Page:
Acta Analytica 23 (3):273-286 (2008)

Greg Janzen
University of Calgary (PhD)
In their recent book Philosophical Foundations of Neuroscience, Max Bennett and Peter Hacker attack neural materialism (NM), the view, roughly, that mental states (events, processes, etc.) are identical with neural states or material properties of neural states (events, processes, etc.). Specifically, in the penultimate chapter entitled “Reductionism,” they argue that NM is unintelligible, that “there is no sense to literally identifying neural states and configurations with psychological attributes.” This is a provocative claim indeed. If Bennett and Hacker are right, then a sizeable number of philosophers, cognitive scientists, neuroscientists, etc., subscribe to a view that is not merely false, but strictly meaningless. In this article I show that Bennett and Hacker's arguments against NM, whether construed as arguments for the meaninglessness of or the falsity of the thesis, cannot withstand scrutiny: when laid bare they are found to rest upon highly dubious assumptions that either seriously mischaracterize or underestimate the resources of the thesis.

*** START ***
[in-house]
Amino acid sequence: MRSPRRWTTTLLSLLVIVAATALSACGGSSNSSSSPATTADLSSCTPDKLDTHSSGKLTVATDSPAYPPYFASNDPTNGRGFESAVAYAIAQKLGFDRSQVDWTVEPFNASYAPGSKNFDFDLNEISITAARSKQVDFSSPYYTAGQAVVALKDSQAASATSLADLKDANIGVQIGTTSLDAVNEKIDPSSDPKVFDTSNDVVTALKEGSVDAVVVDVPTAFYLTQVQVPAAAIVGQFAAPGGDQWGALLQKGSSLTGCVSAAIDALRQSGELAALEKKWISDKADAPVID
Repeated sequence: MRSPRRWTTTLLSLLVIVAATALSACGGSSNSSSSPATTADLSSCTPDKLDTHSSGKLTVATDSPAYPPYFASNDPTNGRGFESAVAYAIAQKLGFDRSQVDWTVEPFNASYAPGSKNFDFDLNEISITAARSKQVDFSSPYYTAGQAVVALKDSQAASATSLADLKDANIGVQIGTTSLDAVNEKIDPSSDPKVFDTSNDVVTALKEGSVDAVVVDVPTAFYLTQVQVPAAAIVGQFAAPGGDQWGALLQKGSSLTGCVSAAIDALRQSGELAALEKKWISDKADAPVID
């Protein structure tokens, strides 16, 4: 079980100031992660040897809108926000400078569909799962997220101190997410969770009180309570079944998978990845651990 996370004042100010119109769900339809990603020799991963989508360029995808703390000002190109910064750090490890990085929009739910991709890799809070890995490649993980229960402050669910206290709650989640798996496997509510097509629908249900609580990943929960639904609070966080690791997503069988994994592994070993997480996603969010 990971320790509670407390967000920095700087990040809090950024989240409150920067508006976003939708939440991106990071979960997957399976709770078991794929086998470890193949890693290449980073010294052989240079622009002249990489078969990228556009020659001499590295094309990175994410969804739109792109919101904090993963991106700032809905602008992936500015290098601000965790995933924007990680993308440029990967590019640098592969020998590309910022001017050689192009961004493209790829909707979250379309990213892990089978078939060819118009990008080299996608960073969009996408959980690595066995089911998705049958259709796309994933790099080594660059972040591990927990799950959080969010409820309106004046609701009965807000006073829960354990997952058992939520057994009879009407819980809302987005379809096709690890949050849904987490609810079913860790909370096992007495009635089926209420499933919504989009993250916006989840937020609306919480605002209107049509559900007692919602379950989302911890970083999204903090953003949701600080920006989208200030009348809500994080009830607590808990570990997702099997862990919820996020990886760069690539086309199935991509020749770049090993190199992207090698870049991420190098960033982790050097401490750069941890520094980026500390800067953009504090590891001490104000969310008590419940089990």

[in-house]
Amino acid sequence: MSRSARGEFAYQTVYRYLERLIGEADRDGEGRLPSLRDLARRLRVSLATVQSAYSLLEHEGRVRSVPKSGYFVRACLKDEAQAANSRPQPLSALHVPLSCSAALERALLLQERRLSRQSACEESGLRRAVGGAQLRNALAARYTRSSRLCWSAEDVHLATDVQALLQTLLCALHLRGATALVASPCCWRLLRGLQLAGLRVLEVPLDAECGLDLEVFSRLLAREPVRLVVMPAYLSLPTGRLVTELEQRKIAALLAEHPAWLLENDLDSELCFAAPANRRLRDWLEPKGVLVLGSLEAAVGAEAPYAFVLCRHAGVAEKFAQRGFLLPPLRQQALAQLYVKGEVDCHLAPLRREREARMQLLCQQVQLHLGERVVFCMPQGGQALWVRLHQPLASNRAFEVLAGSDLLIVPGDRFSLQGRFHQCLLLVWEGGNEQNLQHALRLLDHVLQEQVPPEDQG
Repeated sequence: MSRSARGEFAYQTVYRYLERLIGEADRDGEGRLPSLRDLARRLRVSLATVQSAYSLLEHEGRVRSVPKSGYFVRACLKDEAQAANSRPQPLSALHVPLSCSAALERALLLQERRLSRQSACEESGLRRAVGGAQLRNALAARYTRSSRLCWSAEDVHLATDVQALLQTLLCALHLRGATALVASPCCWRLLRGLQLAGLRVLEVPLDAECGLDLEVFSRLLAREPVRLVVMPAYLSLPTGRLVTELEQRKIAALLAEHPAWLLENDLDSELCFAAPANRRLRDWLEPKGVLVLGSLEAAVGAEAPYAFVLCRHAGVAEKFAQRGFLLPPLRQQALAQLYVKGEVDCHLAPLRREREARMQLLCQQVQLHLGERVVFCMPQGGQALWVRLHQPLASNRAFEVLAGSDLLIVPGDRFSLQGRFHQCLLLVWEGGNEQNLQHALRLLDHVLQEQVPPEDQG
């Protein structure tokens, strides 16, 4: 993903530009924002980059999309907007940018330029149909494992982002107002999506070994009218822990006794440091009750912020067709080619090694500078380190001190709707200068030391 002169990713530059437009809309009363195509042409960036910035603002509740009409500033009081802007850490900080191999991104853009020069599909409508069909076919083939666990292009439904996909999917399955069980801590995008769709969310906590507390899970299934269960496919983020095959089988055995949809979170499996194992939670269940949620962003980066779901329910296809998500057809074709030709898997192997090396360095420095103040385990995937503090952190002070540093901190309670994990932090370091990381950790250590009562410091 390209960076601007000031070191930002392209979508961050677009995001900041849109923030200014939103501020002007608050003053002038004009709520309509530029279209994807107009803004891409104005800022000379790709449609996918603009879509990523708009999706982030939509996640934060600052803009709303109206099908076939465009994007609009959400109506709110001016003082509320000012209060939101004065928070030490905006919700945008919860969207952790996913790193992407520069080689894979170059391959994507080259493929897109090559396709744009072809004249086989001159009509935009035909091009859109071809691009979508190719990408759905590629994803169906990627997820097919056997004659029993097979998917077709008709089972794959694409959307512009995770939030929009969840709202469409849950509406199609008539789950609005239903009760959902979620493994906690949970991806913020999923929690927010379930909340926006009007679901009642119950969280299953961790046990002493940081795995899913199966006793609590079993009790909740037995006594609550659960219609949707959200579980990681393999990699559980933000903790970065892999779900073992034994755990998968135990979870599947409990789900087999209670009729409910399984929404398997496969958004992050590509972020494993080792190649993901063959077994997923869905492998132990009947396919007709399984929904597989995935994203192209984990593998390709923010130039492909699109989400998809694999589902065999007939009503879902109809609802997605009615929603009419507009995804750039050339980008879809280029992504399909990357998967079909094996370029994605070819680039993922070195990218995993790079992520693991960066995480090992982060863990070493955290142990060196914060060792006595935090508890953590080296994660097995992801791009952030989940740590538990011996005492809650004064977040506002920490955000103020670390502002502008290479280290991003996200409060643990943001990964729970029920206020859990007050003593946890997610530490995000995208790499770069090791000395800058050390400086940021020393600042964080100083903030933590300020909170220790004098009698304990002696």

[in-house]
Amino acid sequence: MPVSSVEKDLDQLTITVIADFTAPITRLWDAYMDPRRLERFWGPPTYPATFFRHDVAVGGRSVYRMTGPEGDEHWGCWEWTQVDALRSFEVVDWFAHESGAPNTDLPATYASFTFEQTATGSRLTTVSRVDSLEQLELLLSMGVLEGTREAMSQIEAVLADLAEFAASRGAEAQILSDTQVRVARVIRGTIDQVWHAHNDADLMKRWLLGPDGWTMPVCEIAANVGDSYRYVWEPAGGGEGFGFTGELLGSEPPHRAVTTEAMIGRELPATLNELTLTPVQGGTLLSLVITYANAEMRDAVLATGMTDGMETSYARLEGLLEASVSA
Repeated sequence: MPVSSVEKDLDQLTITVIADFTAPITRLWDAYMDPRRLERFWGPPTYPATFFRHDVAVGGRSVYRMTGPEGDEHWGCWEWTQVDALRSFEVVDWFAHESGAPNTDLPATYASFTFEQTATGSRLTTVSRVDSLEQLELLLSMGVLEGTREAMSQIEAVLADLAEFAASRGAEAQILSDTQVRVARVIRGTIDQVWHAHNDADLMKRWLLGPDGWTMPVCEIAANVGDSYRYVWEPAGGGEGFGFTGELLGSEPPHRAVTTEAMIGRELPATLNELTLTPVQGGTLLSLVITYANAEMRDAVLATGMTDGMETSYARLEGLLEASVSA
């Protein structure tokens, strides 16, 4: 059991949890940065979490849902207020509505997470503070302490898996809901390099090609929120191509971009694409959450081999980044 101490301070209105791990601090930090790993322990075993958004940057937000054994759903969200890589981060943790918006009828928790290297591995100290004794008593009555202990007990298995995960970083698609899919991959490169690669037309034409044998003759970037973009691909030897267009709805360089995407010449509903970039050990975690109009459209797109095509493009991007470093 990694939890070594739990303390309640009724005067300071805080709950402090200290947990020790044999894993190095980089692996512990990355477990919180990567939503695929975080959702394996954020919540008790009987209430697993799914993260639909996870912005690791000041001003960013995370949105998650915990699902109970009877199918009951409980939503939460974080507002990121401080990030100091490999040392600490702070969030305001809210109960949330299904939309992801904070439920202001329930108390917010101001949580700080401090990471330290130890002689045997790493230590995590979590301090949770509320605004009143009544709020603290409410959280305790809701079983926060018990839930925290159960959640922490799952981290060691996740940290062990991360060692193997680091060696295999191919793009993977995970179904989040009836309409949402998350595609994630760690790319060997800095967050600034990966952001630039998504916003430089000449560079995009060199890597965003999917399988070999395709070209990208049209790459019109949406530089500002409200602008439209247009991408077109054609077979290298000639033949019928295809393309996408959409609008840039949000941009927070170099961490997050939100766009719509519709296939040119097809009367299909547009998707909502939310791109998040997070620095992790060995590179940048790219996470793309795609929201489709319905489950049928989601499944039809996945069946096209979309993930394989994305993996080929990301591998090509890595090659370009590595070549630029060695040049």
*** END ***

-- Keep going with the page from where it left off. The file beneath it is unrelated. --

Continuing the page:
Keywords Neural materialism  Neuroscience  Reductionism  Multiple realizability  Criteria of identity  Mereological fallacy
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DOI 10.1007/s12136-008-0031-3
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References found in this work BETA

The Language of Thought.Jerry A. Fodor - 1975 - Harvard University Press.
Mental Events.Donald Davidson - 1970 - In L. Foster & J. W. Swanson (eds.). Clarendon Press. pp. 207-224.

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